Renew On Line (UK) 49
Extracts from NATTA's journal
|Welcome Archives Bulletin|
1. Innovation Review- Beyond wind
Windpower is likely to be the dominant renewable technology until 2020, according the Renewables Innovation Review carried out by the DTI and the Carbon Trust in consultation with the renewables community (see Renew 148). Wind, on-and off-shore, can deliver ‘almost all of the required growth to meet the 2010 renewable energy target’ and wind is likely to be the dominant technology as far as 2020.
2. Marine Energy Challenge
A major new development in marine renewable energy in the UK was announced at the BWEA/RegenSW Wave and Marine Energy conference in Bristol in Feb. The Marine Energy Challenge from the Carbon Trust is a major new £2.5m programme planned for completion in 2005 to assess the potential for marine energy devices to achieve a competitive cost of electricity generation against other renewables and fossil fuelled power generation. The programme involves eight developers. Four are from outside Britain, including two from the U.S., one from Denmark and one from the Netherlands. It is hoped that the international focus will attract foreign investment to the UK.
3. 35,000 jobs by 2020 ?
A new study of renewable employment opportunities commissioned by the Governments Renewables Advisory Board (RAB) found that that around 8000 jobs are already sustained by renewables in the UK and claimed that by 2020, between 17,000 - 35,000 jobs could be sustained by renewables in the UK. In his foreword to the report, Energy Minister Stephen Timms said: “The development of renewable energy is an important part of our efforts to tackle climate change. But it also offers a huge opportunity to enhance our manufacturing capacity and provide new employment, particularly in the remoter areas.”
4. Security of Supply Energy Security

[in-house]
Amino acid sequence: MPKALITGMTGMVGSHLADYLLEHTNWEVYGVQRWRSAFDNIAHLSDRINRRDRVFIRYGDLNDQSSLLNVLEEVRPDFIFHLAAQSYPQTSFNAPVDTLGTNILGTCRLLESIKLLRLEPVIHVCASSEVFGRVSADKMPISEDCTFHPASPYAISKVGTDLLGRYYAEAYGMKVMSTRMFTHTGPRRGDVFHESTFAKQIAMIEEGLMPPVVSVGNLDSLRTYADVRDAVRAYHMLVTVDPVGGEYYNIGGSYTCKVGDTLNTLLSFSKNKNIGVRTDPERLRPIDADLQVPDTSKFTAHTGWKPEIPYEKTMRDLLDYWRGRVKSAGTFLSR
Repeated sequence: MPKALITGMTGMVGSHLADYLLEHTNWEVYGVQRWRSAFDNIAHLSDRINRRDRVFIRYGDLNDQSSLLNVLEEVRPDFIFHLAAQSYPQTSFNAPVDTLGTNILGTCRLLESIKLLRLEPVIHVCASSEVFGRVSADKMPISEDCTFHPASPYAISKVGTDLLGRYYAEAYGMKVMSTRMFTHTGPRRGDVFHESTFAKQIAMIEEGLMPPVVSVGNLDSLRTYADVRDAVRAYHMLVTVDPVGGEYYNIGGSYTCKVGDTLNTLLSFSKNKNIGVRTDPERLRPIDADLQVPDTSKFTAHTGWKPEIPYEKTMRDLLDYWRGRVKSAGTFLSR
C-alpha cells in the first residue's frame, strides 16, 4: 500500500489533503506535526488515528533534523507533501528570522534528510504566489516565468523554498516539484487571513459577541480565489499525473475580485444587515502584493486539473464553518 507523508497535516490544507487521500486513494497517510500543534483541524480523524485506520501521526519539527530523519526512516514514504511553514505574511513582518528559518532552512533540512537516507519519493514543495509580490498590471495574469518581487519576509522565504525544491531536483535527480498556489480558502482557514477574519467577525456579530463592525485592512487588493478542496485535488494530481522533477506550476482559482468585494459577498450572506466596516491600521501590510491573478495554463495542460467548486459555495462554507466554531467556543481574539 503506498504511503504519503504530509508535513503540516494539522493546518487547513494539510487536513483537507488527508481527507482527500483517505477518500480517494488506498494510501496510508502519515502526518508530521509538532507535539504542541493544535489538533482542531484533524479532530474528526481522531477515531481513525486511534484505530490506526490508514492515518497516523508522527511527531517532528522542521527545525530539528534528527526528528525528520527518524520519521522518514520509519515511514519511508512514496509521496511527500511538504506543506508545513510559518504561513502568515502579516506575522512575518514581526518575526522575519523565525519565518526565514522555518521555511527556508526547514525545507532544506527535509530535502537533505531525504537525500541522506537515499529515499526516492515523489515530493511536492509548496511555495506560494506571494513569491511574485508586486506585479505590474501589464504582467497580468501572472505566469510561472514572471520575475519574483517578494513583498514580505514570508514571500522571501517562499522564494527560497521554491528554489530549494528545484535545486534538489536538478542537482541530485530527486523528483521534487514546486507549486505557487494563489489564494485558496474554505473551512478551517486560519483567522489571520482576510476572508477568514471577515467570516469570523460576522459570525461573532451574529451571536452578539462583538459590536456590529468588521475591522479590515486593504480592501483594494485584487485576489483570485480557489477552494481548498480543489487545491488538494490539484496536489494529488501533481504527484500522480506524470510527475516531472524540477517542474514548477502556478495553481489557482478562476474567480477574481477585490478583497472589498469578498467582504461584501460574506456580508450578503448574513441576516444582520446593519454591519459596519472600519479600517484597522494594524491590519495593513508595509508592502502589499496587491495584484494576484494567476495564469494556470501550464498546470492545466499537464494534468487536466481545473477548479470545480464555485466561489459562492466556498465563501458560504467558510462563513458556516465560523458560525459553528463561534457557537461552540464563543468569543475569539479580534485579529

Prof. Sir Hermann Bondi and Prof. Ian Fells raised the issue of energy security once again recently in a letter to the Times in which they argued that “A decade or two ago there was in this country a comfortable excess of generating capacity over peak demand, but this margin has been allowed to be eroded almost to vanishing point”.
5. Government pushes ahead with renewables and carbon trading
Renewables PR push
A £200,000 DTI funded campaign called ‘It’s Only Natural’ will seek to inform planners, investors and the wider community of the potential and benefits of renewable energy. The campaign will target planners and investors through workshops, a conference, media initiatives and a website. The campaign will focus on the SW of England at first. Planners in that region will get additional support and information on renewable energy. It will also target the financial community by highlighting the investment potential of the renewable sector.
6. Wind costs and benefits
In answer to a Parliamentary Question on Jan 5th, asking what was the average cost of wind-driven turbines in UK wind farms, and what the estimated amount of investment in wind farms was, Lord Sainsbury of Turville commented: ‘It is difficult to make generalisations about the costs of wind turbines, as this technology is advancing rapidly, with different makes and models being bought to suit the particular site.
7. No to the Severn Barrage
In January there was a debate on tidal power in the House of Lords. Lord Hooson kicked off calling for a full study of the feasibility and cost of harnessing the tides in the Severn estuary, since he was not sure we could rely on wind power to meet the UK’s 10% by 2010 renewable energy targets. He was backed by several other members of the House, although some, like Baroness Miller were more interested in the less invasive options of tidal current turbines and tidal lagoons. But rounding off the debate Earl Attlee argued that ‘If the Government are so set against exercising the nuclear option, they must look at alternatives. Very little else offers the energy density or the reliability of the Severn barrage,’
8. Stalling on Micro-CHP and VAT
Back in January, Jane Griffiths MP for Reading East (Lab) managed to get the House of Commons to debate micro-CHP.
She argued forcefully that domestic Micro-CHP could ‘contribute to four policy goals of the energy White Paper. First, it reduces CO2 by at least 1.5 tonnes per household per annum. Secondly, when aimed at the mass market, it provides a highly diversified generating source, reducing winter peak demand on the grid and enhancing security of supply, which is obviously welcome when there is concern about the future electricity supply. Thirdly, it provides adequate and affordable home heating, even in homes that are hard to heat, and reduces energy bills by some £150 a year, which makes it the heating system with the lowest lifetime cost. Fourthly, it helps to improve our competitiveness, as the UK is at the forefront of the technology.’